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Am I being realistic or pessimistic by applying only to the Caribbean?

Discussion in 'Pre-Medical - MD' started by soshen77, May 6, 2008.

  1. soshen77


    Apr 14, 2008
    After shadowing a few doctors and observing healthcare abroad, I want to go to medical school and become a primary care physician or pediatrician. This was a decision that I came to after a lot of reflecting and even a little career counseling.

    I don’t know, maybe I need to take a break from reading so many SDN forums but I am not feeling too optimistic about my chances of getting into a US allopathic school.

    Little bit about me:
    In my 20s
    Carolina residency (work in North, live in South)
    Liberal Arts major

    The Good
    *I write to pay the bills (freelance) so I am sure can write a h%ll of a personal statement.
    *I did some international volunteer work in Asia and West Africa (taught English abroad)
    *Great LORs

    The Bad
    *No clinical hours
    *Haven't taken any of my science courses. And since I didn't have to take any science or math as a liberal arts major, I have no idea how I will perform in chem, bio, and physics. But I am willing put it the work!

    The Ugly
    *Undergrad GPA of 2.6
    *My transcript is littered with every grade possible from As to Fs to Ws. I had a serious lack of focus in undergrad. I worked full time at a museum, rarely went to class, did way too much drinking and spring breaking, and was only really there because my parents told me that I had 90 days after HS graduation to get out of the house.

    Good news
    *I am signed up for CNA class and will gain clinical hours doing that.
    *As stated above I have shadowed some doctors in the US and Africa

    Bad news
    *I can't afford to take my sciences at the local university. So I will most likely have to take my pre-reqs at a tech school. I fear that my sucky GPA plus taking the classes at a 2 year school is going to make my application too weak for a US MD program.

    I have a friend down at the American University of the Caribbean who is suggesting that since I have no desire to match in a super competitive residency, I should just knock out my sciences at the tech school and apply to AUC and Ross. What do you all think? Am I creating a pessimistic or a realistic goal by doing this?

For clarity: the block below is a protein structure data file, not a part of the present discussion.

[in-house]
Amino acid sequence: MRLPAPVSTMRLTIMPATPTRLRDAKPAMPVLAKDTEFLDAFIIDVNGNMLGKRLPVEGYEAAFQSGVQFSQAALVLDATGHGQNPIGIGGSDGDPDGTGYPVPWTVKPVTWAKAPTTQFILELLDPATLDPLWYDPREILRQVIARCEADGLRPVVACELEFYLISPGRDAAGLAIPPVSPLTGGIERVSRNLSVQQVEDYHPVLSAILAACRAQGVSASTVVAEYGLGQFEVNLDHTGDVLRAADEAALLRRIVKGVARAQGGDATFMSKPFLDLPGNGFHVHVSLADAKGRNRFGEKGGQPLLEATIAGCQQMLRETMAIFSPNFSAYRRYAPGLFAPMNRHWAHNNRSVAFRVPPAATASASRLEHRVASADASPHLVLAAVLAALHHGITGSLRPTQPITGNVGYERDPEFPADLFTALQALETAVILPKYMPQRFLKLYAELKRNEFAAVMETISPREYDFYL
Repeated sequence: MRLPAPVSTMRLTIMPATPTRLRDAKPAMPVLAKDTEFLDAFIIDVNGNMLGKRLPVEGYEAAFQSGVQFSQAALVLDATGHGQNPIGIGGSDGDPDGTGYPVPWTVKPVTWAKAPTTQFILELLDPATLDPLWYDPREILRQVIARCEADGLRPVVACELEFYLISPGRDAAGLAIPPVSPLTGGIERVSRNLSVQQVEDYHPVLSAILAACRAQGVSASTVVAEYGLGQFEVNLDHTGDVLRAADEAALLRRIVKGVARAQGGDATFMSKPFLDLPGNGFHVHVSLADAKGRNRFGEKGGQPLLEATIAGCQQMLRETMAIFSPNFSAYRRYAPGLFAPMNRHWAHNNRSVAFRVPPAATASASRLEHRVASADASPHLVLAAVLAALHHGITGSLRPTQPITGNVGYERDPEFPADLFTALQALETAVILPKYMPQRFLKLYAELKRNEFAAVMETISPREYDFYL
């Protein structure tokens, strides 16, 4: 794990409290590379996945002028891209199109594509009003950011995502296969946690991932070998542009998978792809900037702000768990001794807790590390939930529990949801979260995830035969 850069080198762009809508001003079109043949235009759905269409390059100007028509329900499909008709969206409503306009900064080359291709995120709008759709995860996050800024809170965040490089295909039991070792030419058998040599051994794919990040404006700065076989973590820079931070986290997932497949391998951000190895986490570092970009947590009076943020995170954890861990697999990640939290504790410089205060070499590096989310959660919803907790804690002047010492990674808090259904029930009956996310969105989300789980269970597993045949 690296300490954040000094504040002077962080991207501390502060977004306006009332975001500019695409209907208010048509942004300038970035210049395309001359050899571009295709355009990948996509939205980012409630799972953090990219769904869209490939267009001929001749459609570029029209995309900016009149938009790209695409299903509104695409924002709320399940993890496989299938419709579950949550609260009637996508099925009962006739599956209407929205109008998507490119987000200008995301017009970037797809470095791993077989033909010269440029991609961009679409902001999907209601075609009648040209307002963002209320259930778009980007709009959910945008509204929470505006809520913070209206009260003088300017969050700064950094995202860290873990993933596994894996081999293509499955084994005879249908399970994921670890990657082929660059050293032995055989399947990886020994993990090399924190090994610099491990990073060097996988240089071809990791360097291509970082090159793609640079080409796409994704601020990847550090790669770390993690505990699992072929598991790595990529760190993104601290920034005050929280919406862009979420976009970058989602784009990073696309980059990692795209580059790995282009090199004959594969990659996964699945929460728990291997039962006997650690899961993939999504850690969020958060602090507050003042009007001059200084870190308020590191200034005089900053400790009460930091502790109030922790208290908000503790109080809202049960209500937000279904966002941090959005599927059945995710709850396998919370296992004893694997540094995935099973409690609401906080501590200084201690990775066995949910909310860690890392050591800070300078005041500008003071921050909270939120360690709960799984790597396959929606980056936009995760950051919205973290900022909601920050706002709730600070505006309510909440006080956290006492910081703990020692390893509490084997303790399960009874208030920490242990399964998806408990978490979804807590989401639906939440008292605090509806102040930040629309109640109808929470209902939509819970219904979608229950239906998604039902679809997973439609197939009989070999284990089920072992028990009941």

Would getting my MPH before applying help any? I can get financial aid for a grad program (the few that will accept my <3.0 GPA) but I have maxed my undergrad amount.

    Thanks in advance for your responses!!
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  3. nu2004

    nu2004 5+ Year Member

    Mar 7, 2008
    Los Angecagoveland
    tough situation. is there any chance that you could, say, get a job at a regular 4-year college and that they would pay for your classes? what about other jobs that would cover your tuition? it would be ideal if you could do the full set of science pre-reqs again, prove that you can cut it academically, do well on the MCAT, and then apply stateside.

    not saying carib schools are the kiss of death - in fact i think your friend is correct, you could match into a perfectly respectable specialty here (after attending ross or SGU or whichever) if your grades and board scores are decent.
  4. IceMan0824

    IceMan0824 Holy crip, he's a crapple 5+ Year Member

    Dec 7, 2006
    My quick advice: Take it or leave it

    A lot is made here on SDN about US allopathic medical schools. For what your goals are, you do not need to graduate from one although there is no reason not to matriculate if you do get into a allopathic school.

    So, take your med school prereqs at whatever university you want/need. Then apply to allopathic state school in your area (I'm not familiar with Carolina school but there has to be at least one). Apply to osteopathic schools in your area, and also apply for Caribbean allopathic school. Spread your net wide and be happy with whatever school you gain acceptance at because any of the above option will help you accomplish your dreams.

    Apply to 2-3 allopathic schools
    Apply to 2-3 osteopathic schools